Introducing Our Blog: The Croson Effect & Its Remedies

By: Ishani Chokshi

Our Latest Issue: Volume 17, Issue 2

Volume 17, Issue 1

Volume 16, Issue 2

Volume 16, Issue 1

Delayed Synergy: Challenging Housing Discrimination in Chicago in the Streets and in the Courts

By: Rubinowitz, Leonard S.,Shaw, Michelle | April 1, 2022

During the Montgomery Bus Boycott, the Montgomery Improvement Association combined a boycott with a successful constitutional challenge to bus segregation laws, producing more progress to desegregate the buses than either strategy could have brought about on its own. The Montgomery Improvement Association’s approach was a paradigm of the synergy between a social movement and social change litigation. This Article argues for opportunities for synergy between social movements and social change litigation in three ways: 1) extending the time frame; 2) joining the forces of two separate organizations to produce change, unlike the single organization in Montgomery; and 3) creating an innovative new program that is different from either of the earlier separate strategies. The Article takes housing desegregation in metropolitan Chicago as a case study. As a result of close, ongoing collaboration between two organizations, substantially more low-income Black families in metropolitan Chicago secured affordable housing of their choice than in the decade before the two organizations joined forces and produced “delayed synergy.”

Insuring Contraceptive Equity

By: Hickey, Jennifer | April 1, 2022

The United States is in the midst of a family planning crisis. Approximately half of all pregnancies nationwide are unintended. In recognition of the social importance of family planning, the Affordable Care Act (ACA) includes a “contraceptive mandate” that requires insurers to cover contraception at no cost. Yet, a decade after its enactment, the ACA’s promise of universal contraceptive access for insured women remains unfulfilled, with as many as one-third of U.S. women unable to access their preferred contraceptive without cost. While much attention has been focused on religious exemptions granted to employers, the primary barrier to no-cost contraception is the profit motivation of private insurance companies. This Article fills a crucial gap by providing an in-depth examination of the insurance practices that burden contraceptive access for the vast majority of reproductive-aged women on both public and private insurance. Private insurers are afforded substantial discretion in the products they choose to cover and the costs they set, and this causes significant disparities in the availability and affordability of various contraceptive methods. Arguments for equitable and enhanced contraceptive access are traditionally grounded in claims of constitutional rights to reproductive freedom. Unfortunately, this rhetoric of individual rights, rooted in privacy jurisprudence, focuses only on restraining the state from interfering with a woman’s reproductive decisions. This absolves the state of responsibility for family planning and allows women to shoulder the burden of unintended pregnancy as a matter of individual choice and responsibility. This Article instead applies vulnerability theory to establish state responsibility for just and fair distribution of contraception. A vulnerability approach imposes positive obligations on the state to provide contraception as a form of resilience, rather than allowing the state to abdicate responsibility to the private insurance market and individual women under a limited “consumer protection” role. This approach requires the state to monitor and regulate the discretion afforded to insurance companies in making public decisions regarding coverage of various contraceptive methods. This includes examining inequitable insurance practices and policies and assessing power imbalances between insurers, providers, and pharmaceutical companies and patients. In this manner, the United States can move beyond its narrow consumer-oriented approach to contraception and recognize that contraception is vital to fulfillment of important social obligations, not an individual choice made by empowered consumers.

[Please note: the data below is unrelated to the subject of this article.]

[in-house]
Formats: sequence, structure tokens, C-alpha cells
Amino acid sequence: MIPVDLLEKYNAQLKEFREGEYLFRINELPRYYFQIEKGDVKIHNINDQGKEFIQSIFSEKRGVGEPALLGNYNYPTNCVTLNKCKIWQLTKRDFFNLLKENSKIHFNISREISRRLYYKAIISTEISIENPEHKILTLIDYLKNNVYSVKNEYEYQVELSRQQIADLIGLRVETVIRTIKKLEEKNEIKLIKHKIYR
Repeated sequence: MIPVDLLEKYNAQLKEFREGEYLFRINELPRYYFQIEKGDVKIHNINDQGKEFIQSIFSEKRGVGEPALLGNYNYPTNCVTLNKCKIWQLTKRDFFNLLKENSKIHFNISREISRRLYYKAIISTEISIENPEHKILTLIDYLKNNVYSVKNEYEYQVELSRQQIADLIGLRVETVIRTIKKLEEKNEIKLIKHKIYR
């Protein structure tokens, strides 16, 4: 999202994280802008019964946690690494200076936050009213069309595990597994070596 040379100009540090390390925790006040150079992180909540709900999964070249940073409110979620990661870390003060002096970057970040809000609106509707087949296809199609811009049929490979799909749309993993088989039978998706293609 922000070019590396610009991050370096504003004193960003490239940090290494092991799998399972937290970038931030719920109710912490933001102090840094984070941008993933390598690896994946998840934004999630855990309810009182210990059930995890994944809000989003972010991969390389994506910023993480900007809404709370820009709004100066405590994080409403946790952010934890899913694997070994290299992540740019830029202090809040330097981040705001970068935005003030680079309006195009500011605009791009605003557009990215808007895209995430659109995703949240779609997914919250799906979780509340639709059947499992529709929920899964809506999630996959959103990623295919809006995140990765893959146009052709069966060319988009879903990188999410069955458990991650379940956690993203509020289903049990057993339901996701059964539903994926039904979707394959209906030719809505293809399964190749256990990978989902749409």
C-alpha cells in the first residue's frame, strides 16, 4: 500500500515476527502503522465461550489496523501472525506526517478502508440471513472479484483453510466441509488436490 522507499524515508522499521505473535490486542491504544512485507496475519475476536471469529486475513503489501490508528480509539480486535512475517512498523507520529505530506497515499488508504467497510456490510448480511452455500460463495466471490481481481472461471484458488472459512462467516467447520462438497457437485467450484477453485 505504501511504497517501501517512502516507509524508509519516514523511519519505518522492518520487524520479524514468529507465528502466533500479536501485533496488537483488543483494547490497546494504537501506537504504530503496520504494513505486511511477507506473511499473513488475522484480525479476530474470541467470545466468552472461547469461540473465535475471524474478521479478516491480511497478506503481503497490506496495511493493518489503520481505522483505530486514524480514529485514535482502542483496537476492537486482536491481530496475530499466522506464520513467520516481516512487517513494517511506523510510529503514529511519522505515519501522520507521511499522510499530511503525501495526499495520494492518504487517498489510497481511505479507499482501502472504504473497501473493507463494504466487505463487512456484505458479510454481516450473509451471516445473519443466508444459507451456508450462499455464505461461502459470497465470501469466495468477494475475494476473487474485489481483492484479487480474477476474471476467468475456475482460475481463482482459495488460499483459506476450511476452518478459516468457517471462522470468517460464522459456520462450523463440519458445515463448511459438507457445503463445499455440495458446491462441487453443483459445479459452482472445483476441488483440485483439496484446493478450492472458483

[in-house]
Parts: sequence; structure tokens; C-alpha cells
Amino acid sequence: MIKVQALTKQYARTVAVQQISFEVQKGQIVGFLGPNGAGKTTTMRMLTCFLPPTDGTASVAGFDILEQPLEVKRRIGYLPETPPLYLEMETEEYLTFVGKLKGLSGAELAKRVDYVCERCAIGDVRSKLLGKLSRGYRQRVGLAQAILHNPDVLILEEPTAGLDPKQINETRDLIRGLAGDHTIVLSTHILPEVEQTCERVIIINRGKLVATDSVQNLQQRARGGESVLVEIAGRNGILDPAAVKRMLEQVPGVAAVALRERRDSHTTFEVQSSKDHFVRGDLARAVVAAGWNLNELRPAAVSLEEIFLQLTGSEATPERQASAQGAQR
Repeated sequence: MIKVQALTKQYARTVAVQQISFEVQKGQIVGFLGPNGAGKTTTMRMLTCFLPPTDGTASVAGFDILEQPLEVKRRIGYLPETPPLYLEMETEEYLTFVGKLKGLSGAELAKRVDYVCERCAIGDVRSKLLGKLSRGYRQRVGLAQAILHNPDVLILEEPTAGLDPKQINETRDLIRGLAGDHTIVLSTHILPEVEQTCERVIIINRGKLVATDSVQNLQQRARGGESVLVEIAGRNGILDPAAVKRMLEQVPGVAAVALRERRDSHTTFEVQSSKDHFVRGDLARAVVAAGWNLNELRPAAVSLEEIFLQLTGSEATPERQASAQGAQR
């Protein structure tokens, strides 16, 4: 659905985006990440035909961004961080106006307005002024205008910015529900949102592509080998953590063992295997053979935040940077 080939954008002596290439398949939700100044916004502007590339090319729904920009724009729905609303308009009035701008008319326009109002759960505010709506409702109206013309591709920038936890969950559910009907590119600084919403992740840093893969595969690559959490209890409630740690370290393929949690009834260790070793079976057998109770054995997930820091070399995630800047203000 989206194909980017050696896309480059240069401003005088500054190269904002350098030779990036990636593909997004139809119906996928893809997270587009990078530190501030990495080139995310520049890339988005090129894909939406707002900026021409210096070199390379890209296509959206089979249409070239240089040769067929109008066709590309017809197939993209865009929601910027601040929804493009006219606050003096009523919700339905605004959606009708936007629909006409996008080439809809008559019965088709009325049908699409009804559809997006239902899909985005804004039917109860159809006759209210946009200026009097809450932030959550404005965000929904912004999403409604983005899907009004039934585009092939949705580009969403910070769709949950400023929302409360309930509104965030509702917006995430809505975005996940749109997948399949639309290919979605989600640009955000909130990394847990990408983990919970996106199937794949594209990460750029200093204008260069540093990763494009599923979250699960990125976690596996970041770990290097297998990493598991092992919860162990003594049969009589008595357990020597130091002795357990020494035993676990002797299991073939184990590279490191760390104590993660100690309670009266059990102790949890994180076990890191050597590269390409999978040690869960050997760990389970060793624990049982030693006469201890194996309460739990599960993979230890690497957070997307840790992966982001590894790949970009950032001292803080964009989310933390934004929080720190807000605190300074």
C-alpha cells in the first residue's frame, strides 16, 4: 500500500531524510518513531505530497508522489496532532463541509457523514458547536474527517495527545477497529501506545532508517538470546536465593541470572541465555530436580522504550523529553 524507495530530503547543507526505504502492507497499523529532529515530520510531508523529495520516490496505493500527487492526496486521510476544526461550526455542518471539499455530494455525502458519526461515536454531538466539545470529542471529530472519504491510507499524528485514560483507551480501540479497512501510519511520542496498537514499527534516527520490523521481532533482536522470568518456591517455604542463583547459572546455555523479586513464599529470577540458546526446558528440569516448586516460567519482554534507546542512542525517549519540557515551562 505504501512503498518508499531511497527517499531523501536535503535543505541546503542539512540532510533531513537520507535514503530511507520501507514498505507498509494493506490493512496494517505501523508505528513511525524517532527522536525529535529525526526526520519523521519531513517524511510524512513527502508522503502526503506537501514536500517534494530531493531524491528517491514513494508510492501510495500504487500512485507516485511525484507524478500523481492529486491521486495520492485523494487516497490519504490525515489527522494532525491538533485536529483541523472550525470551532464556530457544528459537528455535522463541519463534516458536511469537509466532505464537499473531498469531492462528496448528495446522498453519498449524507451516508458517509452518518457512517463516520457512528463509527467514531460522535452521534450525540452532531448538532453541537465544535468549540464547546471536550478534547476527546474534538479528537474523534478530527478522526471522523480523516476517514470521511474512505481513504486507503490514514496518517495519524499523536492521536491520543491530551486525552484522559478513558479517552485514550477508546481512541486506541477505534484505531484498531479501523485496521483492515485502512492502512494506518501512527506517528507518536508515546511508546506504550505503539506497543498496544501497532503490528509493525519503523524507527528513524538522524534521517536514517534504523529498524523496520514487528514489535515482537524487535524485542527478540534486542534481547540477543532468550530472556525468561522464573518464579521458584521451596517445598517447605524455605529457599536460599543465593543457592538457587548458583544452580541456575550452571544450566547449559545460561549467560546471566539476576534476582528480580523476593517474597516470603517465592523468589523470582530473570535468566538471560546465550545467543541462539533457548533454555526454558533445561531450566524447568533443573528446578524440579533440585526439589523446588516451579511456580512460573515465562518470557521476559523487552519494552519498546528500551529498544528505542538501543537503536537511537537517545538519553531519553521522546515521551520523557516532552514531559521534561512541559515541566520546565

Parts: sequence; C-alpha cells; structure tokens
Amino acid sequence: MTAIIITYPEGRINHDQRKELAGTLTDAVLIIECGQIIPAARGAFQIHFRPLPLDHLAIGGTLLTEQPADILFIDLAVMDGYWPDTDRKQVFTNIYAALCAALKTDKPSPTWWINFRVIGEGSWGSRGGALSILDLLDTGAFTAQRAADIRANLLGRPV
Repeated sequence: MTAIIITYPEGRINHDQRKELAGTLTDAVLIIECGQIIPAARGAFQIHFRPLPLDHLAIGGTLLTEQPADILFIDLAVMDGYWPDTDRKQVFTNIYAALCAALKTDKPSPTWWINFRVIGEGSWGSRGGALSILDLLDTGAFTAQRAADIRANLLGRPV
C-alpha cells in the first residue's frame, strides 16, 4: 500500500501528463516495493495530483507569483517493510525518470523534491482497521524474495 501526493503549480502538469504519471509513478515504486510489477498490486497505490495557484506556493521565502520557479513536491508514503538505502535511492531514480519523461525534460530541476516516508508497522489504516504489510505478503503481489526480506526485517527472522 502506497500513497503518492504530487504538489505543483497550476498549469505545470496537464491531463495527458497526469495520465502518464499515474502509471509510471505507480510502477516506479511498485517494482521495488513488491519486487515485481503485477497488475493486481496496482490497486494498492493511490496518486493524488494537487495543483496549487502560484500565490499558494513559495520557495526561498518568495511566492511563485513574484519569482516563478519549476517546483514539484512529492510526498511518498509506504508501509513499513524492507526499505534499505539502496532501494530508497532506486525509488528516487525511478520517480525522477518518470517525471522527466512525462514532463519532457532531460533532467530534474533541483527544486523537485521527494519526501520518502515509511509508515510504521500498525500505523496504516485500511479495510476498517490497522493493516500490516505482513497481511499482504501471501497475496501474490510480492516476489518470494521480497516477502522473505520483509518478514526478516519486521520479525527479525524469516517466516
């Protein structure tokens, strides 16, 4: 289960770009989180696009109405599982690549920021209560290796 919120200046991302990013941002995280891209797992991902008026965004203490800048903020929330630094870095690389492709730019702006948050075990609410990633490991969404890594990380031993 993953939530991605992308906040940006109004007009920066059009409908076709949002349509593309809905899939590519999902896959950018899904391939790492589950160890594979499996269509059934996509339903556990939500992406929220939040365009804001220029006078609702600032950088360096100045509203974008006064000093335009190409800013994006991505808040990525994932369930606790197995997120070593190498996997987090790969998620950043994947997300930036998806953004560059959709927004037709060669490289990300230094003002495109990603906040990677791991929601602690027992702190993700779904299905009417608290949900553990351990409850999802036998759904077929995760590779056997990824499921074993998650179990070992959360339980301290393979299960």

How Judicial Accounting Law Fails Occupying Cotenants

By: Rich, Phil | April 1, 2022

Few law students remember judicial accounting law from their property law course, and it’s hard to blame them. This little-discussed body of law is formulaic and rarely addressed by appellate courts. Judicial accounting law, however, should not be ignored. The law, which allocates equity to cotenants (or, more colloquially, co-owners) of residential property upon partition of that property, guides homeowners’ behavior and shifts wealth between them. This Note argues that state legislatures should reform judicial accounting law to better protect those cotenants living in their homes from partitions brought by cotenants living elsewhere. The problem with judicial accounting law lies in its rigid approach to distributing property among cotenants. Current judicial accounting law considers only six monetary factors when allocating equity to cotenants, including housing payments and the fair market value of rent (credited to cotenants who are not living in the home). As this Note explains, this inflexible process ignores the unique nature of residential property, improperly pushing occupying cotenants—those who live on the property—away from their home. To prevent harm to occupying cotenants, judicial accounting law should incorporate some additional non-monetary factors to enable judges to shift more equity to the occupying cotenant in cases where (1) that cotenant has an established connection to their home and community, and (2) the non-occupying cotenant has induced the occupying cotenant to rely on stable housing. This modest change in law promotes utility while remaining grounded in analogous areas of law, such as the marital distribution of property.